The second story involves a dear friend who said in 2000 that he was more of a libertarian and would vote for Nader instead of Gore. He wanted change, and it wasn't coming from the mainstream parties. Nader's votes in Florida gave us eight years of Bush, most would agree. How'd that work out?
If I were in my twenties, I'm sure I'd have been occupying Oakland or SF or wherever. I'd have had a mouthful to say if some CNN reporter asked me what I hoped to accomplish. But at the end of the day, these days, the Occupy movement may be -- I still have hope, mind you -- but may be, well it won't be our Arab Spring, let's just say that.
To use Marcos Moulitsas' metaphor, trying to reinvigorate the Democratic Party is like crashing the gate, trying to establish a voice, a strong one, within the establishment. Whereas the Occupy movement, so far mind you, has simply been milling around the gate.
That's how it looks to me now. Would I prefer a successful alternative movement with staying power, one that actually works to bring down the established order without pulling the plug on the patient? Of course I would. Will it come out of the Occupy movement, or the bars and the taverns or the protest music coming around? I don't know, I hope so, I really do.
In the meantime, I'm going to support the good Democrats and hope the blue dogs choke on their bones. I'm going to support a revitalization of the moribund union movement because it is all about the money. I'm going to work locally because we actually have something sustainable in the North Bay above SF, with our fields full of organic vegetables, poultry, and cattle. It's an improvement and so much better than the Betty Crocker days when I grew up.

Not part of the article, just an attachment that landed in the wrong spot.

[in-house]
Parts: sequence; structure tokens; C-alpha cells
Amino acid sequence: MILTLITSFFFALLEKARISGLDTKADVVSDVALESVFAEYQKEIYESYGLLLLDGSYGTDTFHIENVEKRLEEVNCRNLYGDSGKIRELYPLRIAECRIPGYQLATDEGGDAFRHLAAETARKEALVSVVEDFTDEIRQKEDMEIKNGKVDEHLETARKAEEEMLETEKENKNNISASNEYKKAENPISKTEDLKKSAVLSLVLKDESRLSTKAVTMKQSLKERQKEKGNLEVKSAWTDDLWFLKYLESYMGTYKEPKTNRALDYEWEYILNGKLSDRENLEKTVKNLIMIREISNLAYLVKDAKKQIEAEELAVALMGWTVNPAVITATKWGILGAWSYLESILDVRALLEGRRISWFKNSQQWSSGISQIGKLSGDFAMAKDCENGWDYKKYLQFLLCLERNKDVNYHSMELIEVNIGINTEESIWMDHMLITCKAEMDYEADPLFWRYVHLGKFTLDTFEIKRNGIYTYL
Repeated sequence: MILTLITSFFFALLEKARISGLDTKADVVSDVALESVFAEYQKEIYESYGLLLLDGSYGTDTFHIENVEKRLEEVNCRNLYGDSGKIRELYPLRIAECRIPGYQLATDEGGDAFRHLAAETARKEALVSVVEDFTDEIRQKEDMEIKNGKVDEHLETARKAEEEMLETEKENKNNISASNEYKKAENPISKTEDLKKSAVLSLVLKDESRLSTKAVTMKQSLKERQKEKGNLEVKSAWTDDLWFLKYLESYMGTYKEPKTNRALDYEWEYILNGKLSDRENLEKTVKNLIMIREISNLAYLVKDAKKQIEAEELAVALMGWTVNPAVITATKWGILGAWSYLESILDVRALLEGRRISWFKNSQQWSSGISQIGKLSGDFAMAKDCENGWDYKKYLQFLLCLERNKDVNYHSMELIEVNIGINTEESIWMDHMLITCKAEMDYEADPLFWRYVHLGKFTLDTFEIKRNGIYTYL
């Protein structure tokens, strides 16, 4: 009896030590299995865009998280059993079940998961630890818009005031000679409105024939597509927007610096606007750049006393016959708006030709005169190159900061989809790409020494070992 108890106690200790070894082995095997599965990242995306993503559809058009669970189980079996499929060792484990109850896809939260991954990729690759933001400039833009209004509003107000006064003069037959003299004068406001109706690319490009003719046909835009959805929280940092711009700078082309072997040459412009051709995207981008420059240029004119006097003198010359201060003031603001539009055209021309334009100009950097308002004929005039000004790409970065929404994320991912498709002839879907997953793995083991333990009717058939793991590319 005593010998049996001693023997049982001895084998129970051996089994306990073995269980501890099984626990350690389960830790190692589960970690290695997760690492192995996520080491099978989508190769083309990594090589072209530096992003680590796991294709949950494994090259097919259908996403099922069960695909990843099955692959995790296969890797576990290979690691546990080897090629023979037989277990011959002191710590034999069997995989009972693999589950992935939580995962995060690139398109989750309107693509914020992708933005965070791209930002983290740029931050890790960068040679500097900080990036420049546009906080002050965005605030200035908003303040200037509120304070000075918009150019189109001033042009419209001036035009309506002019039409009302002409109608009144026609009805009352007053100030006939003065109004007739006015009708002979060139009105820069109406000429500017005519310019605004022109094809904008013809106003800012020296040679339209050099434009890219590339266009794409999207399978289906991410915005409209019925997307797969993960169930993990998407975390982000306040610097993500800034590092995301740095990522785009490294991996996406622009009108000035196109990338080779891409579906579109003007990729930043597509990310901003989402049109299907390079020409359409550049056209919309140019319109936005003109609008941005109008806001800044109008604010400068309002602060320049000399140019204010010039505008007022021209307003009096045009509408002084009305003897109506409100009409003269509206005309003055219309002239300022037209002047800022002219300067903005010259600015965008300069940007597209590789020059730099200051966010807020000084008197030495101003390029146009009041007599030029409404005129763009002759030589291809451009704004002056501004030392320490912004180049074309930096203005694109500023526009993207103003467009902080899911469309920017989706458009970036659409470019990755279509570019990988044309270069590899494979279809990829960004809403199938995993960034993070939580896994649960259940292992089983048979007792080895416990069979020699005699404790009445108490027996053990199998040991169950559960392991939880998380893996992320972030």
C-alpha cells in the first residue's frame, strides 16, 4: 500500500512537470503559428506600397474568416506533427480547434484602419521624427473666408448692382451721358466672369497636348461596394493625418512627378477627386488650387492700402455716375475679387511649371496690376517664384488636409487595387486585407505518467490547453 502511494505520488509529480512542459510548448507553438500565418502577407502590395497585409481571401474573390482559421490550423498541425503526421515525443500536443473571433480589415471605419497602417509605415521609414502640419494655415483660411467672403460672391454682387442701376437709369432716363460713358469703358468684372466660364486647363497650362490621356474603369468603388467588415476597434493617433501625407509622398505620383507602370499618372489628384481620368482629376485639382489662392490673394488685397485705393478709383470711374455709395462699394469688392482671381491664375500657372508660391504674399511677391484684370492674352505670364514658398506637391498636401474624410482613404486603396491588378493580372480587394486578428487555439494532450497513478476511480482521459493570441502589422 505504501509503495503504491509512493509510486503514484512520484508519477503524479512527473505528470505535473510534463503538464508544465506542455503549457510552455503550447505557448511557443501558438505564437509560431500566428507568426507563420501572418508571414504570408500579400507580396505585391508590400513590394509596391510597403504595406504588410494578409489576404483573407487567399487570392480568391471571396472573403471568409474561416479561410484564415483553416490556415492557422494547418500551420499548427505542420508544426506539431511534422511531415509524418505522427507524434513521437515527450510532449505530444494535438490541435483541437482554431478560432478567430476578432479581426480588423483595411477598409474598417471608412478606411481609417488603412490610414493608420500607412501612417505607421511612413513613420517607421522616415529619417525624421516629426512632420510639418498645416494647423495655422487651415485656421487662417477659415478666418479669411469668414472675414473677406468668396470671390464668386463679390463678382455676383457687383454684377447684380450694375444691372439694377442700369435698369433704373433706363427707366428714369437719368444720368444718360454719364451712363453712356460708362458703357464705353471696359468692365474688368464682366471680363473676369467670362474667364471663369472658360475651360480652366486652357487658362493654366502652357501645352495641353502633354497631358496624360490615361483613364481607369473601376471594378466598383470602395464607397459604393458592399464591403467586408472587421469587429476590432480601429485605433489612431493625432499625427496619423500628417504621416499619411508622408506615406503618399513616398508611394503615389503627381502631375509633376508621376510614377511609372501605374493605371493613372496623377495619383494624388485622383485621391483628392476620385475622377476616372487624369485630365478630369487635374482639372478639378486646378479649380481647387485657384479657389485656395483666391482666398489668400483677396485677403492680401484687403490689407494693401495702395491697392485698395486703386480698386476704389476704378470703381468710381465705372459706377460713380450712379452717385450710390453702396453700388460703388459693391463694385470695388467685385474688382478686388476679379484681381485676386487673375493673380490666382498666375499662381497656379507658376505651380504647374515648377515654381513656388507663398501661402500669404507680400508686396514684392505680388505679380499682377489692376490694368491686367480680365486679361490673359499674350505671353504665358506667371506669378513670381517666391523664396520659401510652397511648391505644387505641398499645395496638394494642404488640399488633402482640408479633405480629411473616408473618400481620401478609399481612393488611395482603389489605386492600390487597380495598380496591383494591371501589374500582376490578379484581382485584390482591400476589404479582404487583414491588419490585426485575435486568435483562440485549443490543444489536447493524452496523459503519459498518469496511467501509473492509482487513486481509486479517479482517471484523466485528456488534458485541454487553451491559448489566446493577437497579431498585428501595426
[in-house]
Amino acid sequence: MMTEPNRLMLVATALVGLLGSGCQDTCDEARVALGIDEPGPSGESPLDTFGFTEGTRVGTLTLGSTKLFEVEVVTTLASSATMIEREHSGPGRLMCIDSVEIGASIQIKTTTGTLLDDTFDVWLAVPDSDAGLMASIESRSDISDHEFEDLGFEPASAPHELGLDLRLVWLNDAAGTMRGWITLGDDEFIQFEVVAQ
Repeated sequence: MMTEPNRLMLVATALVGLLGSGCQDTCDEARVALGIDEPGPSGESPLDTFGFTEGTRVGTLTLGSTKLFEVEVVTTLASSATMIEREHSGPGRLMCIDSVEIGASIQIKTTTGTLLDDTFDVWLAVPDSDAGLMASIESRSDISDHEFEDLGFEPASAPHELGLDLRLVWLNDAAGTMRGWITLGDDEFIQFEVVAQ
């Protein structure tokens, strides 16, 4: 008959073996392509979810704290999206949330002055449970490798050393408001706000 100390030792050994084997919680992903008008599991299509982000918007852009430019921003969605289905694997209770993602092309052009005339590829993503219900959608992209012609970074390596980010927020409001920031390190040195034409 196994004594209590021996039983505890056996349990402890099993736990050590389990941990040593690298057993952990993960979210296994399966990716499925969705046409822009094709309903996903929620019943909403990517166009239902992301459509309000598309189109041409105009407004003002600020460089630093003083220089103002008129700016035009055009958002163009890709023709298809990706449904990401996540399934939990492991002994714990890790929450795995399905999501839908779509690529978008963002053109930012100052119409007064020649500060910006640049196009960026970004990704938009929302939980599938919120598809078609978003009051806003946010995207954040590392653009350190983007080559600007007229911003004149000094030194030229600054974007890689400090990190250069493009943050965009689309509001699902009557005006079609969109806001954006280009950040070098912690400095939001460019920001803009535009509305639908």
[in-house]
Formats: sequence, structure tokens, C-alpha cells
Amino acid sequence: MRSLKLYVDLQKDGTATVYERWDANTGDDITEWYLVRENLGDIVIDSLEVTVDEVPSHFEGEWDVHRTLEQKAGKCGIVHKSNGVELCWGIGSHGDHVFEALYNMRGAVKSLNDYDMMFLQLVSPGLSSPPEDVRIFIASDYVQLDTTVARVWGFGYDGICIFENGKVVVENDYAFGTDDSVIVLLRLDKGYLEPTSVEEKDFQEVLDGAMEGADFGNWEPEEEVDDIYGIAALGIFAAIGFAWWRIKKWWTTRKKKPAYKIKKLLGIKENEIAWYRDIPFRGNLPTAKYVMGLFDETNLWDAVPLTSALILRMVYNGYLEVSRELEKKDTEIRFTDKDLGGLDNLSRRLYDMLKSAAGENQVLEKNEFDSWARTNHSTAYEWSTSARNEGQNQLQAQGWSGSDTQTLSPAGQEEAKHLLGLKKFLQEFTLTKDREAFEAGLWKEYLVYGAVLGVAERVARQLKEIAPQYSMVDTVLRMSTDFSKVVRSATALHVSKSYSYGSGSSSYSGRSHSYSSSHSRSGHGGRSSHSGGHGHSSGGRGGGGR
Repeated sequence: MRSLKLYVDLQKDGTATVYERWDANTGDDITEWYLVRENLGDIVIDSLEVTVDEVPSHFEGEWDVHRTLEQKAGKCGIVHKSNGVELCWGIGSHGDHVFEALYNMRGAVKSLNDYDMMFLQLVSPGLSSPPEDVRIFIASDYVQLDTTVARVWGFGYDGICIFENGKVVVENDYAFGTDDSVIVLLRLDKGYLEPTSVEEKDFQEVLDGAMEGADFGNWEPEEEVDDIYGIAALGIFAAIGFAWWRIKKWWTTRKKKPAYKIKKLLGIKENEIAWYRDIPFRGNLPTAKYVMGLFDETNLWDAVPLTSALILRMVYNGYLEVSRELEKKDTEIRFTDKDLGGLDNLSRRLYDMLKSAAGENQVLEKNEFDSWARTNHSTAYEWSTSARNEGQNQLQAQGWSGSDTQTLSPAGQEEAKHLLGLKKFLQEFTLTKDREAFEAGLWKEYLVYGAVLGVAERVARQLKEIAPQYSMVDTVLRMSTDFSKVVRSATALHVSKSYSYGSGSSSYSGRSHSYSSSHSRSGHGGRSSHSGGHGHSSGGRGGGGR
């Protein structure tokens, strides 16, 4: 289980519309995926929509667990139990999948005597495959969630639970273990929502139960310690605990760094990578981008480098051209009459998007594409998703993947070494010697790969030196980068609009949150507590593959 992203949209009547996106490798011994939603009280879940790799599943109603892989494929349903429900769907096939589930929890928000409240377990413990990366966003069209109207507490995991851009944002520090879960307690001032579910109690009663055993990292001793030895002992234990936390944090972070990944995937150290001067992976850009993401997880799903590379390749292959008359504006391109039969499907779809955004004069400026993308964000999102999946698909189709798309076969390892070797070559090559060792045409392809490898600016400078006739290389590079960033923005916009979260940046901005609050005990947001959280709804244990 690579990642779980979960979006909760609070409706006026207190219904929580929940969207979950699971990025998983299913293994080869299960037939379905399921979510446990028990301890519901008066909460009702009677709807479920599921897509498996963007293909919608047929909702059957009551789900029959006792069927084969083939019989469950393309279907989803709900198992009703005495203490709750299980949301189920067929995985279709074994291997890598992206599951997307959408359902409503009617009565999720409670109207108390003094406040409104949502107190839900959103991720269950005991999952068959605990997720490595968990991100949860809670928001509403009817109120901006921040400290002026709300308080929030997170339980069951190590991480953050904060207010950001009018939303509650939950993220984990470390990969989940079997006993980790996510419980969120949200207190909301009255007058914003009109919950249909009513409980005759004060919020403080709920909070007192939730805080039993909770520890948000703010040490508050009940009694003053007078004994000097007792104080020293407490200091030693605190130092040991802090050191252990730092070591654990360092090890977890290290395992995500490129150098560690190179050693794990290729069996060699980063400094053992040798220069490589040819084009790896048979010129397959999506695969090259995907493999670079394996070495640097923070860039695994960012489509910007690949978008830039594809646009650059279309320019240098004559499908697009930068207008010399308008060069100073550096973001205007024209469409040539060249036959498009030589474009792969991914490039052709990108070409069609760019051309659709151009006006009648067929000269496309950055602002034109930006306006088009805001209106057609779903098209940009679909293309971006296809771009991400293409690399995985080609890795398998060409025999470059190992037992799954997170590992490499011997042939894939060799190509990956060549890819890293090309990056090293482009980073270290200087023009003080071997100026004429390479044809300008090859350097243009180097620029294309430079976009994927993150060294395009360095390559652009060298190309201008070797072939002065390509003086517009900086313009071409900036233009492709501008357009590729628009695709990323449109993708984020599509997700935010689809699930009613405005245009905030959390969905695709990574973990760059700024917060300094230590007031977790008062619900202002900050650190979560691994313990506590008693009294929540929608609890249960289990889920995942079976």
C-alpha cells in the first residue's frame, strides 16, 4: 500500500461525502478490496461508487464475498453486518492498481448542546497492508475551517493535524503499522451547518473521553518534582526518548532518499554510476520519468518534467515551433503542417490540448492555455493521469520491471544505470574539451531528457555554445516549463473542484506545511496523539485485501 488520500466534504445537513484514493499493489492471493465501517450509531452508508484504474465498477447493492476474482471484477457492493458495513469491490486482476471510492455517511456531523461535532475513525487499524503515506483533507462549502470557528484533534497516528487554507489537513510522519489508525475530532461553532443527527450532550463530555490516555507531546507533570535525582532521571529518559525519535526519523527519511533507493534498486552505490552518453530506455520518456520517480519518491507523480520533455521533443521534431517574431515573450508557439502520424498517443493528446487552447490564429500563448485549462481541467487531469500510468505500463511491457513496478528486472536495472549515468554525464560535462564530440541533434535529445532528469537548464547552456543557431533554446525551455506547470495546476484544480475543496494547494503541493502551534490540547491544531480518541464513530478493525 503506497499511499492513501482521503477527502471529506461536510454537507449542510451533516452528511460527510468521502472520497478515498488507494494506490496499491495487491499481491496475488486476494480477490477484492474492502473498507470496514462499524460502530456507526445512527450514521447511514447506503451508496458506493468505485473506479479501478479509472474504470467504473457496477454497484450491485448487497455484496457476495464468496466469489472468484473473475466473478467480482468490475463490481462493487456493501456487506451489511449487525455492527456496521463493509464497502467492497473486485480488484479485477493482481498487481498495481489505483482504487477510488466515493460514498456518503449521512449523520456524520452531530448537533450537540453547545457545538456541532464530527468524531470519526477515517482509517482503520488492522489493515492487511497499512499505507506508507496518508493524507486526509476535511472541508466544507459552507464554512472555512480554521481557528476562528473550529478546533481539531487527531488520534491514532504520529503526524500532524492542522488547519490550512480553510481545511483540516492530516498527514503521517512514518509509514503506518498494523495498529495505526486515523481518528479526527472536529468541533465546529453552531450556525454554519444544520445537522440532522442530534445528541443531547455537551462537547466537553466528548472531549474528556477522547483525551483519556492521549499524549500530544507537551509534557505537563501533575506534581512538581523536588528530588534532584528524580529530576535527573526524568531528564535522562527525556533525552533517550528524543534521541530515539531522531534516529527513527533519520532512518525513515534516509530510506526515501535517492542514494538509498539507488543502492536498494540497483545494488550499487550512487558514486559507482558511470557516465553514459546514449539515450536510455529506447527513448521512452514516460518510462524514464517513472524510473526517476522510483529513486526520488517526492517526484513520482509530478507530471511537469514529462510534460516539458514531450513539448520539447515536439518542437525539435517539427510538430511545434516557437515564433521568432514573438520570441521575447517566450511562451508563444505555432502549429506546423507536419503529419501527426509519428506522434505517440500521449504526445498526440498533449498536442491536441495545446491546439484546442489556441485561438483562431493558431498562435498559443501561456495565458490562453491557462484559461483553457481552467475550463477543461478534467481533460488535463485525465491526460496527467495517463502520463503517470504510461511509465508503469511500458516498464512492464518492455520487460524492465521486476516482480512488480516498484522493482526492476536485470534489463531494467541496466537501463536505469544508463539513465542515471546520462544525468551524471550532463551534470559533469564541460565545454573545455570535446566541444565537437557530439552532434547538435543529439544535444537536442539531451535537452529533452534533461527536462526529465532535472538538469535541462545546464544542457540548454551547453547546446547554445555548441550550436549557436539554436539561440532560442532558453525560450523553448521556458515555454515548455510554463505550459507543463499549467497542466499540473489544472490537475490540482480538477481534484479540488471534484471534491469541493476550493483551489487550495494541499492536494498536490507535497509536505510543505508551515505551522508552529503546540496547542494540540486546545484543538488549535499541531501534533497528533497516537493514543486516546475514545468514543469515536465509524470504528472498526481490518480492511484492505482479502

Someone recently wrote on firedoglake that the two mainstream parties are like Coke and Pepsi. I get it. And I've occasionally been offered alternatives to sip, some with a distinct Marxist tang, or some with a bit of a Bertrand Russell finish, or a distinct Noam Chomksy bite. Ralph Naderade tasted good until he threw bombs and gave us W. But I'm sorry, until something cool and real, and sustainable, is developed, I'll drink our local wine.
In the meantime, I'll root for the Occupiers and rail against the 1%, and I'll admit our system is corrupt, fetid, and teetering. But I won't pull it down on top of me. I'm a pensioner, with a meager one at that, and children and grandchildren, and memories of french soup and red wine and passionate conversations about Che with exiled Spanish communists in cafes on the Left Bank in Paris. But that was so 1971, and this is now.
So I'll work from within the corrupt system and support the slightly less corrupt Democrats for now. And I'll vote for my local congressman, Mike Thompson of California's 1st District, whose local office took on the VA for us and finally, finally, after a year of wrangling won widow's benefits for my mother-in-law who suffers from end-stage Alzheimer's. Now that's political action I can believe in.